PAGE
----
The Association of Program Directors in Radiology (APDR) has recommended that radiology residents not be given time off from clinical service to study before the American Board of Radiology (ABR) core qualifying examination administered after the third year of residency.
In an article published in the November 2012 issue of the Journal of the American College of Radiology, Kristen DeStigter, M.D., Martha Mainiero, M.D., Murray Janower, M.D., and Charles Resnik, M.D., note that the practice of giving residents as much as six months off from clinical duties before the oral board examinations resulted in a disruptive period at many radiology residency programs known as “board frenzy.” Attempts to curtail the practice failed, they added.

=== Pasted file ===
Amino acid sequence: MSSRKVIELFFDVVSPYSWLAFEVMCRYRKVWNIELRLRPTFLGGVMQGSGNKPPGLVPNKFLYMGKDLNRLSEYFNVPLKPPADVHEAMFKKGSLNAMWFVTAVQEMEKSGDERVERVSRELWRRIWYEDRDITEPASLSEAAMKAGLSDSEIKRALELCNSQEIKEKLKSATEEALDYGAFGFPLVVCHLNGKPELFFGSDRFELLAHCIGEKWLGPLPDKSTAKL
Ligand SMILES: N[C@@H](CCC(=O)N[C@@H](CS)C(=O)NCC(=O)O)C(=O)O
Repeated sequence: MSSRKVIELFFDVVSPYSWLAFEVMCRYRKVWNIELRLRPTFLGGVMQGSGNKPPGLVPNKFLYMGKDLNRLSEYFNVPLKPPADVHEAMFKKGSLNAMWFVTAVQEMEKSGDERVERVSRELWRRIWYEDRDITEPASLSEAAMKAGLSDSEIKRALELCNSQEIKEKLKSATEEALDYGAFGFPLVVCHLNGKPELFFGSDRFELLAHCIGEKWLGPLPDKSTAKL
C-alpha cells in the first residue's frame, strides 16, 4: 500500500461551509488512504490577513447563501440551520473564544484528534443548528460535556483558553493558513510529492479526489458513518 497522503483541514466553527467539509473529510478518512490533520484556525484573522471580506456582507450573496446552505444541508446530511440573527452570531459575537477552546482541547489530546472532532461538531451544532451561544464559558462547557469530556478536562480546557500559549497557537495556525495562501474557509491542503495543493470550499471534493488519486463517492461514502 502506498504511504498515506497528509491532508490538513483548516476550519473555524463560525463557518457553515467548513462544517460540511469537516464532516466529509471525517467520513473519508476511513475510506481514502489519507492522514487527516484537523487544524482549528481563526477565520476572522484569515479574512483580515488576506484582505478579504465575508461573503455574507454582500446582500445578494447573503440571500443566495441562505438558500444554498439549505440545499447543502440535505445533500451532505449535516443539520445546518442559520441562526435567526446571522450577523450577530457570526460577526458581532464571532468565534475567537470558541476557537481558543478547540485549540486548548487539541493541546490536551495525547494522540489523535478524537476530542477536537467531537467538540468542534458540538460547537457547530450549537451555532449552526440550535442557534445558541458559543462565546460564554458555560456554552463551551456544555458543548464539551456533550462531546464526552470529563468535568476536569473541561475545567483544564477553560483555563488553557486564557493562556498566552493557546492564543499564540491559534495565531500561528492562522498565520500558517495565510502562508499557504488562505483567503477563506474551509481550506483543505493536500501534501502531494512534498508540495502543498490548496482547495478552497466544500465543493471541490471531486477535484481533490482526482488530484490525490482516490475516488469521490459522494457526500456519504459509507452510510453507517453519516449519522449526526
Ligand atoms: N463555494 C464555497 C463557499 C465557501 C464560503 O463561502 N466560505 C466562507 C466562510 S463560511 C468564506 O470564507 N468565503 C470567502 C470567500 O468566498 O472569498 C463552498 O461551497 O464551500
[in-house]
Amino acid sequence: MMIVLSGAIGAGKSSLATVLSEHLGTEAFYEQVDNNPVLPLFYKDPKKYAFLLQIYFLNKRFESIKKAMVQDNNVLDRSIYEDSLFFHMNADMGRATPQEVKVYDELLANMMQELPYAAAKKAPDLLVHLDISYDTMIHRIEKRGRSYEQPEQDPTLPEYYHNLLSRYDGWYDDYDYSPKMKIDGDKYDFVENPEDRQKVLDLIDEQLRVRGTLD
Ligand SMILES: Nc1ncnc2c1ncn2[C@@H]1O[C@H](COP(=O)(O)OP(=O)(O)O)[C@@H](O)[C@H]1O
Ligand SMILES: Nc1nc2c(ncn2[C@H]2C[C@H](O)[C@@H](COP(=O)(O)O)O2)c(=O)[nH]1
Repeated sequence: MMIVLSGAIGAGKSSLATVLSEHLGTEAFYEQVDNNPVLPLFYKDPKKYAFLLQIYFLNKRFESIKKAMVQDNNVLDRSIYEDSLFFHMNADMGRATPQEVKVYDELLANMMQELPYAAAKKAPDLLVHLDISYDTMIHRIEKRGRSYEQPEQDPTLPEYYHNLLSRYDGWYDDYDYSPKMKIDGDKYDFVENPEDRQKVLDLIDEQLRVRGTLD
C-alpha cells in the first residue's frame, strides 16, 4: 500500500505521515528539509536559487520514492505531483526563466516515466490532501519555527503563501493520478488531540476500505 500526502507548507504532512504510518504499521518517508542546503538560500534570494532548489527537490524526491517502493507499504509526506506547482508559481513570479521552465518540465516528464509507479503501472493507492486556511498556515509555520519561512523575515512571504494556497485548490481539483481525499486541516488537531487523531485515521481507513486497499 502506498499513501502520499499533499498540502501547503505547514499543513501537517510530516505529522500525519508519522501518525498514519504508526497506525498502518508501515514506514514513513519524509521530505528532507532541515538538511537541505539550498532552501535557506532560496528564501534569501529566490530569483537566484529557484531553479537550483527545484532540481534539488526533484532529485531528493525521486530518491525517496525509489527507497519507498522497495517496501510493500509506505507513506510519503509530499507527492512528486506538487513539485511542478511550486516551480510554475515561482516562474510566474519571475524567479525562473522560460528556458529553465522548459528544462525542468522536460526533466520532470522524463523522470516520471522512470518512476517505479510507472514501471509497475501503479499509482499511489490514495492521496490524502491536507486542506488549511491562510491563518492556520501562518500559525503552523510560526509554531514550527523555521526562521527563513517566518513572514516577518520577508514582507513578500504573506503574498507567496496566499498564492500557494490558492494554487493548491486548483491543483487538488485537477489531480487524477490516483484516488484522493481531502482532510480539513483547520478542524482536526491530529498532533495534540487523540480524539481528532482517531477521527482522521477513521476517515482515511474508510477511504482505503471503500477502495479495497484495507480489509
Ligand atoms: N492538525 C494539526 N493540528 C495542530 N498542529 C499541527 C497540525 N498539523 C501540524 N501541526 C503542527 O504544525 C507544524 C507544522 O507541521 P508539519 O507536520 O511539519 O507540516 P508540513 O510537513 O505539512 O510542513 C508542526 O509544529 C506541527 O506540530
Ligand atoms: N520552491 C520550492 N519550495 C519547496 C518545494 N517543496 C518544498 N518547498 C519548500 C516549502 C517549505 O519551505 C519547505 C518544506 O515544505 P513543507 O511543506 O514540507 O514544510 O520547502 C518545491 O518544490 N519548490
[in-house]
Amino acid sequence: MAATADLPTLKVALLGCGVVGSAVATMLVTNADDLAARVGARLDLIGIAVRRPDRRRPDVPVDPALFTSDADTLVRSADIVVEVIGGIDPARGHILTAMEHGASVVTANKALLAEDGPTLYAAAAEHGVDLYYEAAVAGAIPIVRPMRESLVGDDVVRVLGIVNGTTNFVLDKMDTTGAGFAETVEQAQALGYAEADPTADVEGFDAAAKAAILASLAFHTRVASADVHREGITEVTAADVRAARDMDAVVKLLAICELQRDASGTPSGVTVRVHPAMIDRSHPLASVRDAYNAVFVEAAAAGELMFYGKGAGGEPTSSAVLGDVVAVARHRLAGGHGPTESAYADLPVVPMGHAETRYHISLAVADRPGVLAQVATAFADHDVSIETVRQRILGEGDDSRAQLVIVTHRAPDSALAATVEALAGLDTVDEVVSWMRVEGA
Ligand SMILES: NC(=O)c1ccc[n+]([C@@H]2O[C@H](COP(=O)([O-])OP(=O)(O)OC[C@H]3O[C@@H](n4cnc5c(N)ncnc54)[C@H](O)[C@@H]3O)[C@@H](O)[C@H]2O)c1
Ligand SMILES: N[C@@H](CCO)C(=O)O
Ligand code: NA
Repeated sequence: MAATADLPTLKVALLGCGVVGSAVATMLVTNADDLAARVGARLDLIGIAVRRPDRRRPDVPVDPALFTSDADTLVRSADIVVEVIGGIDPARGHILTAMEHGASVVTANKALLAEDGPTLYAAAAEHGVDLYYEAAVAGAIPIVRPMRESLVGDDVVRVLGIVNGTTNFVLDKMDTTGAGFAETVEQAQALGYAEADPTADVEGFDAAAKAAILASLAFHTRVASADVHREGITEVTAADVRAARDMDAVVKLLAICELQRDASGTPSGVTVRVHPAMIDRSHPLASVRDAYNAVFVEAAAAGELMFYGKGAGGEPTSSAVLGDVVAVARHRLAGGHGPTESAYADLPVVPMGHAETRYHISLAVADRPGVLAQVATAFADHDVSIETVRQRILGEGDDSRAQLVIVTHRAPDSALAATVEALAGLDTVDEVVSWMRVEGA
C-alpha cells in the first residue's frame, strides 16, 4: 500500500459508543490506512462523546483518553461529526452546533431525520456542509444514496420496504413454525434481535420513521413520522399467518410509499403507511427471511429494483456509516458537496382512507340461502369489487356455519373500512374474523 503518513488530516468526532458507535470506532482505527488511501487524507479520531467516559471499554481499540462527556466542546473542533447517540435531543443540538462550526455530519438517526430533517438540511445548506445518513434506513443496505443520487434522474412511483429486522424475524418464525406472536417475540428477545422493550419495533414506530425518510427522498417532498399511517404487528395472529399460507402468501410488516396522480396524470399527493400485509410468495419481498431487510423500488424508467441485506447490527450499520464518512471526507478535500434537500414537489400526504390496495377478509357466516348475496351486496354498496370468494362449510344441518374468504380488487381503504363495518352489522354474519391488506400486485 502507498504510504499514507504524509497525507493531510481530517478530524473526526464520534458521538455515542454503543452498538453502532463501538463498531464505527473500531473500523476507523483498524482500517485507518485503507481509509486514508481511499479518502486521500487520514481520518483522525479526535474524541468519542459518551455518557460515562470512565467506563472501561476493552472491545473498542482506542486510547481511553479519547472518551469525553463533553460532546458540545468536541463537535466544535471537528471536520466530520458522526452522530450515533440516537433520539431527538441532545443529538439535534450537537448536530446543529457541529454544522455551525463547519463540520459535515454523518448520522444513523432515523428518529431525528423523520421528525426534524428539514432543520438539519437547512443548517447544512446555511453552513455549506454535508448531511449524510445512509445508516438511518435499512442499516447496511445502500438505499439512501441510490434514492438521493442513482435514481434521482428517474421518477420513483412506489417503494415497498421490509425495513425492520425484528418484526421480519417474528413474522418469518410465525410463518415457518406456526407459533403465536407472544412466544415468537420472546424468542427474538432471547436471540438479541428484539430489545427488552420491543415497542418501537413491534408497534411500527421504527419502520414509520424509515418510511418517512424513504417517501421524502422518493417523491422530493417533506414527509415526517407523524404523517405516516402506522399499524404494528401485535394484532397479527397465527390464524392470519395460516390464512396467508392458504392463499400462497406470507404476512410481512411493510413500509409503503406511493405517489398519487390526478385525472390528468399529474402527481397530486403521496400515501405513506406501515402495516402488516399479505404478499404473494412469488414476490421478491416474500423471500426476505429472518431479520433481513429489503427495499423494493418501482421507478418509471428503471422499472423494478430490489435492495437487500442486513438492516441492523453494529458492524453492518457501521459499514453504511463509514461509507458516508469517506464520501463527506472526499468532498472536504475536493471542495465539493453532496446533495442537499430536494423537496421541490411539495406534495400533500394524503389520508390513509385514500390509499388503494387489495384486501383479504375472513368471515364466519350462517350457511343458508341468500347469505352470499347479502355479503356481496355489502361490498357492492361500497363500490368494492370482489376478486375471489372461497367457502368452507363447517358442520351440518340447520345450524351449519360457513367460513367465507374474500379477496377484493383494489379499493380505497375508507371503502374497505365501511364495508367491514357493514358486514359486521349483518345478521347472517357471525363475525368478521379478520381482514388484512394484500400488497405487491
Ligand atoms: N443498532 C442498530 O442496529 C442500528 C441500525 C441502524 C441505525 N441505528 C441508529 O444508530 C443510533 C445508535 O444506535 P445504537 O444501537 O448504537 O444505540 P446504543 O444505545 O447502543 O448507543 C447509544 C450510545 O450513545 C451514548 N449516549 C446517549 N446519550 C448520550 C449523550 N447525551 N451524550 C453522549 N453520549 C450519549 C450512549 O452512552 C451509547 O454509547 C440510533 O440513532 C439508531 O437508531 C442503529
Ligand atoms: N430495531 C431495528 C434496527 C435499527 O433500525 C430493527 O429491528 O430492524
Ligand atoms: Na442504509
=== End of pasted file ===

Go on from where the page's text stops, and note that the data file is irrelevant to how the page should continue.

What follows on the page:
With the new core examination schedule, programs now have just three years to fulfill Accreditation Council for Graduate Medical Education (ACGME) requirements for clinical rotations and formal instruction in diagnostic radiology, the authors note. “Time off for studying during this time is at odds with the necessary clinical experience required for the examination,” they state.
Programs should follow the guidelines of the Diagnostic Radiology Residency Review Committee of the ACGME in granting residents brief absences from call to attend conferences targeted to the core curriculum, the authors state.
Residents must embrace the concept of “lifelong learning” from the beginning and learn to engage in continuous self-study, the authors add. “It is our responsibility to ensure that our residents are trained with the skill set to be successful in their careers, including the ability to achieve a balance between work, study and home life, an important competency that will obviate the necessity for “board frenzy,” they conclude.
Access the article at www.jacr.org/article/S1546-1440%2812%2900275-X/fulltext.
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